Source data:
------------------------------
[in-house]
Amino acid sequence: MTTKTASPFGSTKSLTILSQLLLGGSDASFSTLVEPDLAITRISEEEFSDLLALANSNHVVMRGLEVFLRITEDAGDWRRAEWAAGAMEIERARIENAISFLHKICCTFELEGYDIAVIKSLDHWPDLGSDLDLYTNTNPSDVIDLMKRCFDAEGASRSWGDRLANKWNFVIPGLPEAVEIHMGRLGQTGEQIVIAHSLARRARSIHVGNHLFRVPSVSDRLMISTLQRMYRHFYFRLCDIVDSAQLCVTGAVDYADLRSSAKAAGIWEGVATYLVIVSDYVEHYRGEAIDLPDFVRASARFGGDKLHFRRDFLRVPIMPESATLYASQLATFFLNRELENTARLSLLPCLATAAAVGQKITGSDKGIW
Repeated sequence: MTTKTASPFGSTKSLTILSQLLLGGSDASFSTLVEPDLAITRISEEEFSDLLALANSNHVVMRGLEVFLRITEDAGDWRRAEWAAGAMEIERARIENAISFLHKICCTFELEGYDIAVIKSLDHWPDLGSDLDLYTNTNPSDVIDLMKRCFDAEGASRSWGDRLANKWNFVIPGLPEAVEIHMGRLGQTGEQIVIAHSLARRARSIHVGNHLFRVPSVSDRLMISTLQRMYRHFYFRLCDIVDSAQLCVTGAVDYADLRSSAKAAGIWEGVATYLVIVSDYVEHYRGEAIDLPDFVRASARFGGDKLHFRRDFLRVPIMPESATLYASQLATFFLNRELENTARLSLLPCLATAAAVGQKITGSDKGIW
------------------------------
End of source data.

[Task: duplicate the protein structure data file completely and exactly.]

[in-house]
Amino acid sequence: MTTKTASPFGSTKSLTILSQLLLGGSDASFSTLVEPDLAITRISEEEFSDLLALANSNHVVMRGLEVFLRITEDAGDWRRAEWAAGAMEIERARIENAISFLHKICCTFELEGYDIAVIKSLDHWPDLGSDLDLYTNTNPSDVIDLMKRCFDAEGASRSWGDRLANKWNFVIPGLPEAVEIHMGRLGQTGEQIVIAHSLARRARSIHVGNHLFRVPSVSDRLMISTLQRMYRHFYFRLCDIVDSAQLCVTGAVDYADLRSSAKAAGIWEGVATYLVIVSDYVEHYRGEAIDLPDFVRASARFGGDKLHFRRDFLRVPIMPESATLYASQLATFFLNRELENTARLSLLPCLATAAAVGQKITGSDKGIW
Repeated sequence: MTTKTASPFGSTKSLTILSQLLLGGSDASFSTLVEPDLAITRISEEEFSDLLALANSNHVVMRGLEVFLRITEDAGDWRRAEWAAGAMEIERARIENAISFLHKICCTFELEGYDIAVIKSLDHWPDLGSDLDLYTNTNPSDVIDLMKRCFDAEGASRSWGDRLANKWNFVIPGLPEAVEIHMGRLGQTGEQIVIAHSLARRARSIHVGNHLFRVPSVSDRLMISTLQRMYRHFYFRLCDIVDSAQLCVTGAVDYADLRSSAKAAGIWEGVATYLVIVSDYVEHYRGEAIDLPDFVRASARFGGDKLHFRRDFLRVPIMPESATLYASQLATFFLNRELENTARLSLLPCLATAAAVGQKITGSDKGIW